Observations Humanitarian Aid

The sideline or frontline: where should the UK medical profession stand in times of armed conflict overseas?

BMJ 2014; 348 doi: https://doi.org/10.1136/bmj.g83 (Published 10 January 2014) Cite this as: BMJ 2014;348:g83
  1. Faheem Ahmed, medical student, King’s College London at Guy’s, King’s and St Thomas’ Medical School
  1. faheem.ahmed{at}kcl.ac.uk

Doctors can no longer afford to be apathetic in the face of violations against other doctors

Only days before his proposed release date the British orthopaedic surgeon Abbas Khan was found dead in a government prison in Damascus. Arrested soon after his arrival in Syria, Khan had planned to stay for two weeks in support of the humanitarian relief effort. Instead, he was detained for over a year and was starved, subjected to physical abuse, and tortured.1 He was the second British doctor reported to have been killed in Syria last year, after the death of Isa Abdurrahman in June.2 These two men had a selfless desire to uphold their oath as doctors: “consecrating their lives to the service of humanity.”3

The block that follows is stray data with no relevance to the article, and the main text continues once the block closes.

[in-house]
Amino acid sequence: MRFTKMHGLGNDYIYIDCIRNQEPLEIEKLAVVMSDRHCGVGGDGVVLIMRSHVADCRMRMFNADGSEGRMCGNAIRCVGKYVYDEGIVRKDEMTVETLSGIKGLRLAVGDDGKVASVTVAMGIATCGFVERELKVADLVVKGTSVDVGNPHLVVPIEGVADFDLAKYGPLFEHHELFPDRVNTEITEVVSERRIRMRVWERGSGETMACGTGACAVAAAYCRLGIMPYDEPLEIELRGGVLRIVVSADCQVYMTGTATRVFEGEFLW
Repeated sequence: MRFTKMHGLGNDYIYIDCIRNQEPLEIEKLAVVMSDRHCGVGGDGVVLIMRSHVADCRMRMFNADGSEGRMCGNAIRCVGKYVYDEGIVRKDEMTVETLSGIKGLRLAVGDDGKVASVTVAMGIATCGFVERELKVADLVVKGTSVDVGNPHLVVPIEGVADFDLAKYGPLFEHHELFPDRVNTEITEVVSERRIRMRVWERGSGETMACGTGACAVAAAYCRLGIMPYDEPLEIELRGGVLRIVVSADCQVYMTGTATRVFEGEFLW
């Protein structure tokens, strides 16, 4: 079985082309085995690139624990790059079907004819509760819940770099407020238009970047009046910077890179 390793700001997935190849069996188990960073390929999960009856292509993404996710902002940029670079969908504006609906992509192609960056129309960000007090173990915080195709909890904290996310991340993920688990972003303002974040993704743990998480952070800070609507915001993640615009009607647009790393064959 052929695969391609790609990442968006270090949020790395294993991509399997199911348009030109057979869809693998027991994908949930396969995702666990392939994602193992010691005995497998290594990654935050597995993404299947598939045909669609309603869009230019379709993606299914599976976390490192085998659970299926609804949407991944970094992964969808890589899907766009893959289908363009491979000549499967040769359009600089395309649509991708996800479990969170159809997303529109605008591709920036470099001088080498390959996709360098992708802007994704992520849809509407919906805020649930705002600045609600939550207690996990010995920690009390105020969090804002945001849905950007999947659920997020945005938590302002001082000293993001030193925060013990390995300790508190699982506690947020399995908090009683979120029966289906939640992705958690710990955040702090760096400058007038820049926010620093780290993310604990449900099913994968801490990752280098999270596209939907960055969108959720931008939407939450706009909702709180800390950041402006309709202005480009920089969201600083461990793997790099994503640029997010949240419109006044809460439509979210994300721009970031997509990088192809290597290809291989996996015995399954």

British doctors have often found themselves, intentionally and unintentionally, in the middle of wars in other countries. This leaves our medical community with two important options: we should either discourage doctors from putting their lives in danger …

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